The impending election in Australia has started to generate various position statements and discussion papers from various lobbyists. The Australian Industry Group (AiGroup) and the Business Council of Australia (BCA) are the latest of these.
The AiGroup released its Productive and Fair Workplace Relations statement in late March 2019. Surprisingly there is no mention of occupational health and safety (OHS) even though its contribution to a productive workforce is well established. Its omission is doubly surprising given the political stink in some States about the introduction of Industrial Manslaughter laws.
Productivity, like Safety, is one of those words that is used frequently without a clear and uniform definition. This causes confusion when advocating for occupational health and safety (OHS) interventions that improve productivity.
Safety does not increase productivity but it can minimize lost productivity. Let me try to explain by focusing on labour productivity. Every worker has a certain level of productivity, that is, the creation of a product or the delivery of a service. This level can be affected by family issues, work stressors, poor working conditions and environment. This distraction and discomfort lowers a worker’s productivity. OHS aims to reinstate the worker’s optimum productivity through various operational and procedural changes. OHS tries to close the gap between low labour productivity and peak productivity.
Continue reading “Be clear on what is meant by productivity”
Occupational health and safety (OHS) and Human Resources (HR) disciplines continue to, mostly, operate in isolation and, sometimes, in conflict. Part of the reason is that workplace matters are often seen as either OHS or HR, even though they are both.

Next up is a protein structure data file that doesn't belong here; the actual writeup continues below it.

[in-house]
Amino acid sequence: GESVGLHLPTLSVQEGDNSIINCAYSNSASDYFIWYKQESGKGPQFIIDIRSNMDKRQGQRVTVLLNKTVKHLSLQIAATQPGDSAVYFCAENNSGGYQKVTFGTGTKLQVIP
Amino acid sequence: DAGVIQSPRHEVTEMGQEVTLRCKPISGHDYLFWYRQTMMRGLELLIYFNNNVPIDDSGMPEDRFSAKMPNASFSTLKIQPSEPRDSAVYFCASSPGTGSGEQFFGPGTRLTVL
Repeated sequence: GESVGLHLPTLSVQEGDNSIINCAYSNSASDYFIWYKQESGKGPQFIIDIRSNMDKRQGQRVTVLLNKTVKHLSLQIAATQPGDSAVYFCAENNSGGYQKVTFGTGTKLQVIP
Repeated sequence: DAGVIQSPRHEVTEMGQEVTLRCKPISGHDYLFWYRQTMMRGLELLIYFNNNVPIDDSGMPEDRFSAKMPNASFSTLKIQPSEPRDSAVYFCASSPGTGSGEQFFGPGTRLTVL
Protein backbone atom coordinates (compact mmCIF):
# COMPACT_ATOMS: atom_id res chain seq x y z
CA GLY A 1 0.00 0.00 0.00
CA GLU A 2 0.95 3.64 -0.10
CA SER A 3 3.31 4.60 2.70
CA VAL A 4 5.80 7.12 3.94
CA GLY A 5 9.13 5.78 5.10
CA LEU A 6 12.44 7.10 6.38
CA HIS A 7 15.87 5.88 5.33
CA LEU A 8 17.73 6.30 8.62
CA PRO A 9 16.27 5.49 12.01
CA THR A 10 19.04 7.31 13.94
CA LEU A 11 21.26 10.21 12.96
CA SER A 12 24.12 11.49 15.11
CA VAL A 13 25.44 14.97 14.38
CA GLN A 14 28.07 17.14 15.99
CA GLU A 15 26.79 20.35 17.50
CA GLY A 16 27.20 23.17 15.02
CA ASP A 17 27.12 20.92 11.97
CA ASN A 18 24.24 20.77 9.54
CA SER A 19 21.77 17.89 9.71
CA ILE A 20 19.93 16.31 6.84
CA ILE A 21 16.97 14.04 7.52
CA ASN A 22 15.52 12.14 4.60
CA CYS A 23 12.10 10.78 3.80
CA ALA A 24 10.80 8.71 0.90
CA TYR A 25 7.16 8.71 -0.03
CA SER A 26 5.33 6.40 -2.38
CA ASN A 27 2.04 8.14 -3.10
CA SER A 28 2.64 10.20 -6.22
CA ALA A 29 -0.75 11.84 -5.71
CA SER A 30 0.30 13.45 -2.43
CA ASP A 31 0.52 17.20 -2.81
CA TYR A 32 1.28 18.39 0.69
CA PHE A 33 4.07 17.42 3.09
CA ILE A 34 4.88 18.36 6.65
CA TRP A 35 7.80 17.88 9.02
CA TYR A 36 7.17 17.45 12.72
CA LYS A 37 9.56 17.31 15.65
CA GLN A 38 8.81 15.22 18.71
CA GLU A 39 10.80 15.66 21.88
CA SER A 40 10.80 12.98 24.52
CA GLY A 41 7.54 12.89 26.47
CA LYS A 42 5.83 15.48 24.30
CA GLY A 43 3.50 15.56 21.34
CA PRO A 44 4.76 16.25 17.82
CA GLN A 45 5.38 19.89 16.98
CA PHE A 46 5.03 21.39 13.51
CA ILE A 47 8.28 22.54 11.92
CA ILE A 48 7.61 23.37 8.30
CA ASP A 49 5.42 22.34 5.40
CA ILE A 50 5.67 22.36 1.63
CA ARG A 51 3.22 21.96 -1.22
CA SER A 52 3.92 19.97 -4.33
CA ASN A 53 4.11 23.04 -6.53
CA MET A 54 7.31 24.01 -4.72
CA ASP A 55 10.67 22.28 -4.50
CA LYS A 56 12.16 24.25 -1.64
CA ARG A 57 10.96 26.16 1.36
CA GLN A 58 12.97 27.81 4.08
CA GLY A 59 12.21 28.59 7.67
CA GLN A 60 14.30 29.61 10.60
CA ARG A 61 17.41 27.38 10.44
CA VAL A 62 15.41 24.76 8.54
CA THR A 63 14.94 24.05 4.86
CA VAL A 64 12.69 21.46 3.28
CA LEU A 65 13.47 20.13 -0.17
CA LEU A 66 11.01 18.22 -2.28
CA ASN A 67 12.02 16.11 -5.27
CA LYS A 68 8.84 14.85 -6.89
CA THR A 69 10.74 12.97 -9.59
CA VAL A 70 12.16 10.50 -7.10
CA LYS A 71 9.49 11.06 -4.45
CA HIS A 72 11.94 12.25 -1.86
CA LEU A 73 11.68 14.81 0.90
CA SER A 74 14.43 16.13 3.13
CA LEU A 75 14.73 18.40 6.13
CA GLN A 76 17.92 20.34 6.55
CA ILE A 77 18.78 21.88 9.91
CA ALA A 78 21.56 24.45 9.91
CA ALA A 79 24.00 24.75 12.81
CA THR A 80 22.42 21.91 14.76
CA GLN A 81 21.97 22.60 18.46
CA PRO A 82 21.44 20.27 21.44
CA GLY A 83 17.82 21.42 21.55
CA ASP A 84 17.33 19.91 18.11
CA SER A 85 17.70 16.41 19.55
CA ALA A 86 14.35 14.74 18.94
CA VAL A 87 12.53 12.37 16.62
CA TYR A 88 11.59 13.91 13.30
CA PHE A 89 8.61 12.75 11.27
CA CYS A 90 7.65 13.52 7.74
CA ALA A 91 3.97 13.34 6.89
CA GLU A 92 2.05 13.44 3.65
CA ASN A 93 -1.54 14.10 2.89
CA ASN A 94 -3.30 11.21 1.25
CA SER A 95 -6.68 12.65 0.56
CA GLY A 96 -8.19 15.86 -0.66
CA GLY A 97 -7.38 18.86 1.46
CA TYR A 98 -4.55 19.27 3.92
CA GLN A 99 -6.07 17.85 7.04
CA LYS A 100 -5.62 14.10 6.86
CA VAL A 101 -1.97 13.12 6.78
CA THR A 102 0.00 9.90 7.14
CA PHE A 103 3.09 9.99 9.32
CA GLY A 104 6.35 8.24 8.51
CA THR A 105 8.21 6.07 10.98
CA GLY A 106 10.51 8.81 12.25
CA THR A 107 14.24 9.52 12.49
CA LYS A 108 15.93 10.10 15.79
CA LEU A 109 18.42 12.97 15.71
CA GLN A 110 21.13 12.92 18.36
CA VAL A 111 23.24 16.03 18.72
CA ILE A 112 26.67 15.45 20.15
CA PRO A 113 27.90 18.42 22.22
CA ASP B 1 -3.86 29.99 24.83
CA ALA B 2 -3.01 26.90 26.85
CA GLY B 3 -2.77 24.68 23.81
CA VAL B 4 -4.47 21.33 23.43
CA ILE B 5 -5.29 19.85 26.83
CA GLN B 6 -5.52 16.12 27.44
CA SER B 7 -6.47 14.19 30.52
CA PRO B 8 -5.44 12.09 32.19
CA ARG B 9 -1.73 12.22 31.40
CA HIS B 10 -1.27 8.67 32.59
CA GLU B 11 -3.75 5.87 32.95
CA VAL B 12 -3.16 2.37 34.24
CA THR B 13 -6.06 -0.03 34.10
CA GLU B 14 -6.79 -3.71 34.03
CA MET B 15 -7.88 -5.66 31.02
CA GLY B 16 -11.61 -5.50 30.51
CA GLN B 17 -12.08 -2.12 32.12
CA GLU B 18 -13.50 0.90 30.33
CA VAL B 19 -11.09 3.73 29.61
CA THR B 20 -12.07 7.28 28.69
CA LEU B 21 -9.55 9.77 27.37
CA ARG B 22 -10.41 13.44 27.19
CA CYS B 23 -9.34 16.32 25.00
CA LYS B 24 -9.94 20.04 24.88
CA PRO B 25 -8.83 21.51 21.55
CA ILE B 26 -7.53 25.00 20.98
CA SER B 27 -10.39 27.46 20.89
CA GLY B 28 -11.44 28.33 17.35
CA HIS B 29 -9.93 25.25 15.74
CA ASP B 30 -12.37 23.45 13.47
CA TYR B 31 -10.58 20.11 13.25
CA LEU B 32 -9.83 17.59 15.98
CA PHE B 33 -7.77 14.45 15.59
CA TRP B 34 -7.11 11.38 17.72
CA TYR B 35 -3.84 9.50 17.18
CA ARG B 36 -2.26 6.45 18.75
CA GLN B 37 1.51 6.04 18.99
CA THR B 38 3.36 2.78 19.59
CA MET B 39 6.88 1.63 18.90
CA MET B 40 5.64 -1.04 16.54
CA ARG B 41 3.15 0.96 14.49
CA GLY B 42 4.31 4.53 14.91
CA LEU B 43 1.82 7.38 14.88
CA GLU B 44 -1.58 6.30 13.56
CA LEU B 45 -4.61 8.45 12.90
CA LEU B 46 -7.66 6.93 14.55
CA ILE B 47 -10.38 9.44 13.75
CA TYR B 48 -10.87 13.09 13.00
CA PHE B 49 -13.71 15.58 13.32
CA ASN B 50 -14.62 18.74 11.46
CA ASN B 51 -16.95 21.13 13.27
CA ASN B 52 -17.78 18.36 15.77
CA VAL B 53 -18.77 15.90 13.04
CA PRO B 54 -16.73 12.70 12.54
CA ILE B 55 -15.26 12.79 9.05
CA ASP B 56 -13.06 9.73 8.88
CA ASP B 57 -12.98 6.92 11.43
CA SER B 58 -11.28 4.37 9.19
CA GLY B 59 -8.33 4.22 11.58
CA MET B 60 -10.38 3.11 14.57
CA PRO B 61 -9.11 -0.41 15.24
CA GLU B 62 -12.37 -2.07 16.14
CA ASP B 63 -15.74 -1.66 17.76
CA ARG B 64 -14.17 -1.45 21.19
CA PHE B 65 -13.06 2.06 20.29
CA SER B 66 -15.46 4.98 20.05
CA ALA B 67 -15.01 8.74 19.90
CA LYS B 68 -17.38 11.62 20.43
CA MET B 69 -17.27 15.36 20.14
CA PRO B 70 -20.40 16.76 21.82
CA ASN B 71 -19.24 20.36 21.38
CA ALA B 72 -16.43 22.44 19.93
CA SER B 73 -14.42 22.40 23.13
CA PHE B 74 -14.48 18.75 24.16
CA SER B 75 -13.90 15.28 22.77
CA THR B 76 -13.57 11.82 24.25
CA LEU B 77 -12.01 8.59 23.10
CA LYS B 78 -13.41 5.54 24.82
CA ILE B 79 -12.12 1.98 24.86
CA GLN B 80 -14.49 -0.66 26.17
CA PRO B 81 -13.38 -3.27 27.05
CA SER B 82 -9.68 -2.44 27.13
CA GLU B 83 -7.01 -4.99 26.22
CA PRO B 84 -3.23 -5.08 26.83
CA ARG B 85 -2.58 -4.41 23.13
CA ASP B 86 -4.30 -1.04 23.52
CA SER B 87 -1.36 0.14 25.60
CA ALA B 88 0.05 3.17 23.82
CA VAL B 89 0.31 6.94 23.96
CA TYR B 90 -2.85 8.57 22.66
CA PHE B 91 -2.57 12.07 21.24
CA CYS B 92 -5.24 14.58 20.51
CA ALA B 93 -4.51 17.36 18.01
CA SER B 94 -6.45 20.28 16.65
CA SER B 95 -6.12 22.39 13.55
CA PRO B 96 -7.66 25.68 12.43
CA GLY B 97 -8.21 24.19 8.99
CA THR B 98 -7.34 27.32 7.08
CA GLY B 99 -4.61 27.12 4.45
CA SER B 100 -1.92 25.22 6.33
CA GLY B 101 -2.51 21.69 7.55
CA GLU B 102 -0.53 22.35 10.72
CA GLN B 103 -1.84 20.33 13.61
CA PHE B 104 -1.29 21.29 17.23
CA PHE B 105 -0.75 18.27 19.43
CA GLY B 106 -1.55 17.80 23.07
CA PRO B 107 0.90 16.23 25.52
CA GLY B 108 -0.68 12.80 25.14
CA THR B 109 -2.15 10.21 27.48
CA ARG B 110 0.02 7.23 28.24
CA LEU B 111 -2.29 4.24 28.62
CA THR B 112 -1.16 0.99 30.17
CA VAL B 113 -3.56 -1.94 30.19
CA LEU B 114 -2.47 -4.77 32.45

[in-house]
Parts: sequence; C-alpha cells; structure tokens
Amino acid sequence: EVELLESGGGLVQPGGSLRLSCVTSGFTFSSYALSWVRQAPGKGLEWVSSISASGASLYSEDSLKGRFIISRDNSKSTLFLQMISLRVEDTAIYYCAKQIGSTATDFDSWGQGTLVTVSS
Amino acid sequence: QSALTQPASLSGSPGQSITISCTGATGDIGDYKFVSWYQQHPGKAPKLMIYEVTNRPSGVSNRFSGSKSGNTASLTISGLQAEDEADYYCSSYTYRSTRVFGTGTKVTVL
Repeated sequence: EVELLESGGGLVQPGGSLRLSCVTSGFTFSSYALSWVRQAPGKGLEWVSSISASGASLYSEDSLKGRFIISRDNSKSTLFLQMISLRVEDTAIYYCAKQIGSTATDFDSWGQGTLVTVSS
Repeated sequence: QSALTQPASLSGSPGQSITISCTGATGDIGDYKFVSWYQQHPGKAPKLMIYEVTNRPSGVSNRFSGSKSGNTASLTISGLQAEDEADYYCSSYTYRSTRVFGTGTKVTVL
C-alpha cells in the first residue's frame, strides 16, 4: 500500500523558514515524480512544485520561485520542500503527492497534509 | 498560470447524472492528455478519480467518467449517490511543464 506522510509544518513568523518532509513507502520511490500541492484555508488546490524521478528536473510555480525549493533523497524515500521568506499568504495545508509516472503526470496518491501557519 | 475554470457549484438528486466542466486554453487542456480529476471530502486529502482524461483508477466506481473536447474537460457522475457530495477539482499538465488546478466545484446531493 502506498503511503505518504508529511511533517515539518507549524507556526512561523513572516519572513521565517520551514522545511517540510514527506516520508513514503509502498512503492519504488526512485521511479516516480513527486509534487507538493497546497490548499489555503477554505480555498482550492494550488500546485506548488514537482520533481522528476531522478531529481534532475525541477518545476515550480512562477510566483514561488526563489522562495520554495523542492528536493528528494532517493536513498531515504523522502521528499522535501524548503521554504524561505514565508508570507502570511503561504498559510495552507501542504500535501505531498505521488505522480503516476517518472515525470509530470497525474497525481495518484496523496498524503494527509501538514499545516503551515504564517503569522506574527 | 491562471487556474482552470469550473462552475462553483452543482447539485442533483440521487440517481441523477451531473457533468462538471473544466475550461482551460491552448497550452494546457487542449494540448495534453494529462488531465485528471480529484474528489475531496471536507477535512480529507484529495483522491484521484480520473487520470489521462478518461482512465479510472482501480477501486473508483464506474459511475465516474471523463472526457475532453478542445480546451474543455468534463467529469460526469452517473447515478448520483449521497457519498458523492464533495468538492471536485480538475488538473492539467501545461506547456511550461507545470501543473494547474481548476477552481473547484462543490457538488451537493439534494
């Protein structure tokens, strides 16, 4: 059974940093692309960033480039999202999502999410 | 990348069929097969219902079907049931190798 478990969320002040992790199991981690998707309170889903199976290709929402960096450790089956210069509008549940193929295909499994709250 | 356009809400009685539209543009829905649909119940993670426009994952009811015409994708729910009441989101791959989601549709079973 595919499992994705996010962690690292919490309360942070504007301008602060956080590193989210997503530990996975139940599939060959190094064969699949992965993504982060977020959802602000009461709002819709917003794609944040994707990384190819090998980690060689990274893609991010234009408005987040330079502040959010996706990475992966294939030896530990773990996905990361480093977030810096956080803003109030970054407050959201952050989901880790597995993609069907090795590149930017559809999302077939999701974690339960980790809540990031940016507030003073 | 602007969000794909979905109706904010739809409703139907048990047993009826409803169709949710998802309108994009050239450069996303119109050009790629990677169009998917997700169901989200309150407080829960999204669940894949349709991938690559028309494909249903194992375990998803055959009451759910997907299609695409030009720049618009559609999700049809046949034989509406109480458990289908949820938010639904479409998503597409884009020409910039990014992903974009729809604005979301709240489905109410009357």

SafetyAtWorkBlog looks for why Australian workers have four weeks of Annual Leave.
This blog has a policy of linking to source documents wherever possible. Recently I investigated the origin of the statement, and its variations:
“In a 12 month period, 20 per cent of Australians will experience a mental health condition.”
Clarity on this is going to be important as Australia has several formal inquiries relating to mental health and this statement often crops up in strategy documents and policies related to occupational health and safety (OHS).
Australia’s Productivity Commission (PC) has released its first Issues Paper to assist people in understanding the purposes of the Inquiry and to lodge a submission. The Report provides opportunities for the occupational health and safety (OHS) profession and advocates to explain the relevance of OHS principles in preventing psychological harm. It includes specific work-related questions for people to address in submissions.